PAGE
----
By Carol Brzozowski
Jan. 20, 2020
Employees who resist the urge to speak up in a workplace culture of so-called safe silence do so out of fear of saying something wrong or that their contributions are not valued, according to leadership expert Karin Hurt.
Meanwhile, morale sinks and employees keep their eyes open for better opportunities elsewhere, Hurt added.
For a business to survive in 2020 and beyond, it needs micro-innovators at every level or risks losing its talent, according to Hurt and David Dye, whose research concludes it’s critical for today’s businesses to shift their culture of conversation from “safe silence” to energized engagement in courageous cultures.
Hurt and Dye are the founders of Let’s Grow Leaders, a Maryland-based leadership training and consulting firm and the authors of “Winning Well: A Manager’s Guide to Getting Results — Without Losing Your Soul.”
“Many millennials and members of Gen Z watched their parents struggle through layoffs and frustration during the economic downturn and they’re a bit more cynical about working for an employer,” Hurt said. “They’ve got role models that prove you can be a great entrepreneur at a young age and as digital natives, they don’t think twice about collaborating with people all over the globe to help them scale.”
The competition for talent combined with artificial intelligence featuring pervasive automation and technology means courageous cultures featuring social intelligence, creativity and capable response to unpredictable environments are more valuable than ever to differentiate a business’ products or services and to attract and retain talent, said Hurt.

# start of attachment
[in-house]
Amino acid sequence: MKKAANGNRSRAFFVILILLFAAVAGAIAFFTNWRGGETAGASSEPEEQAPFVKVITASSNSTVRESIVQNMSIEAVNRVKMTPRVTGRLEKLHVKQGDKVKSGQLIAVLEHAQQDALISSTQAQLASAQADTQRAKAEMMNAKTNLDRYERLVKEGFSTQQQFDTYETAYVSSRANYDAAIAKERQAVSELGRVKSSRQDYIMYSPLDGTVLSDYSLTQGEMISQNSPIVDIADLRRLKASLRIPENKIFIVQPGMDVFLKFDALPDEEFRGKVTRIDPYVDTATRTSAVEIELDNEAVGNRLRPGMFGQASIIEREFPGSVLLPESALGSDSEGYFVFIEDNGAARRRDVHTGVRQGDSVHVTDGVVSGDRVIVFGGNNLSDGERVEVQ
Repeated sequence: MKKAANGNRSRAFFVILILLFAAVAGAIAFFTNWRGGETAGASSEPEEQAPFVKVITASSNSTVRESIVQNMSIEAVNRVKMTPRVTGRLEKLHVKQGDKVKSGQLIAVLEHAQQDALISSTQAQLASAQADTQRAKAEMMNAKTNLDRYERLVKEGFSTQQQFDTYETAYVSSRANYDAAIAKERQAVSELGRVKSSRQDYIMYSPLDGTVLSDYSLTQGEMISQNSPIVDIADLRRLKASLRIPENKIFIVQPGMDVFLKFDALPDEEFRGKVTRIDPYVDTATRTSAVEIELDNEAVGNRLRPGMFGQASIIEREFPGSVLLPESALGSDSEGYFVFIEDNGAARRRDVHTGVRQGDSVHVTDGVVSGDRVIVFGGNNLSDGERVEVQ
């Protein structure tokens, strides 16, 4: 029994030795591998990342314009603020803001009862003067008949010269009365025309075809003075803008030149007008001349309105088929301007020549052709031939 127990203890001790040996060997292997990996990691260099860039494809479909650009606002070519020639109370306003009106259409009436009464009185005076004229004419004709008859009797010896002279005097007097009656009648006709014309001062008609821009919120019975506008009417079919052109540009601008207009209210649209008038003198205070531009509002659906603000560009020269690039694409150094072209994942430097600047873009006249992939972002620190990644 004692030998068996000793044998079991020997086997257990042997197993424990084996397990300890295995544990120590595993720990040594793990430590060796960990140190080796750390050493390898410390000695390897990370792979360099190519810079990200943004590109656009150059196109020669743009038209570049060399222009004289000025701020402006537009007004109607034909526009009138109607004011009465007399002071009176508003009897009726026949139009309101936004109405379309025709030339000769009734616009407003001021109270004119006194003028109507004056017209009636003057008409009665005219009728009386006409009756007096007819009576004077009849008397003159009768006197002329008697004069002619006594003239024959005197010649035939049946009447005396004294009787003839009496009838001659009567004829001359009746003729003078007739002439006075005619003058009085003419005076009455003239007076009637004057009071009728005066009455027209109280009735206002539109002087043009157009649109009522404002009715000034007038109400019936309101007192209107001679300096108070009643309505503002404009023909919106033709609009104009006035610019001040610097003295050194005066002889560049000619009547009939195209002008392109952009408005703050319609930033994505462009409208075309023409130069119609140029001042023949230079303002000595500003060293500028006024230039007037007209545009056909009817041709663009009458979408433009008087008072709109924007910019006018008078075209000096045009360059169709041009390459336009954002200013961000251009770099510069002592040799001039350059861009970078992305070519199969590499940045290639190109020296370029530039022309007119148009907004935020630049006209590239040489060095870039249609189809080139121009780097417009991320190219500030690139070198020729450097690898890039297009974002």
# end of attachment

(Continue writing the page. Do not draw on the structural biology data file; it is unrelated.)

Hurt and Dye’s research — conducted in collaboration with the University of Northern Colorado’s Social Research Lab — examined workplace psychological safety, courage and daily innovation from the telecom, health care, banking, engineering and nonprofit sectors.
Those who seek to free the best ideas from the prison of safe silence need to address the concerns of team members. They want to know if management really wants to hear what they have to say, if it is safe to share a critical view or a perspective different from management, if managers are humble enough to take feedback, and confident and competent enough to act upon it, said Hurt.
Employers should ask courageous questions focusing on a specific activity, behavior or outcome and listen without defensiveness, she said.
“Rather than ask, ‘How can we improve?’ ask ‘What is the number one frustration of our largest customer? What’s your analysis? What would happen if we solved this? How can we solve it?’ You send the message that you are growing and want to improve, which in turn gives your team permission to grow and make it safe to share real feedback. When you say, ‘What is the greatest obstacle?’ you acknowledge there is an obstacle and you want to hear about it,” Hurt said.
Questions that unlock a team’s best ideas include:
“How you respond to incomplete, off-base or inelegant ideas makes all the difference in whether you’ll get the contributions you do need the next time,” Hurt said. “It’s worth the time investment to help your team know a good idea when they see one and to learn how to vet it for viability.”
She recommends the so-called IDEA strategy, which stands for Interesting; Doable; Engaging, Actions:
Interesting — “Why is this idea interesting? What strategic problem does it solve? How will results in areas such as customer experience, employee retention and efficiency improve from this idea?”
Doable — “Is this idea something we could actually do? How would we make it happen? What would make it easier or more difficult?”
Engaging — “Who would we need to engage to make this happen? Why should they support it? Where are we most likely to meet resistance?”
Actions — Techniques to foster micro-innovation at every level of business.
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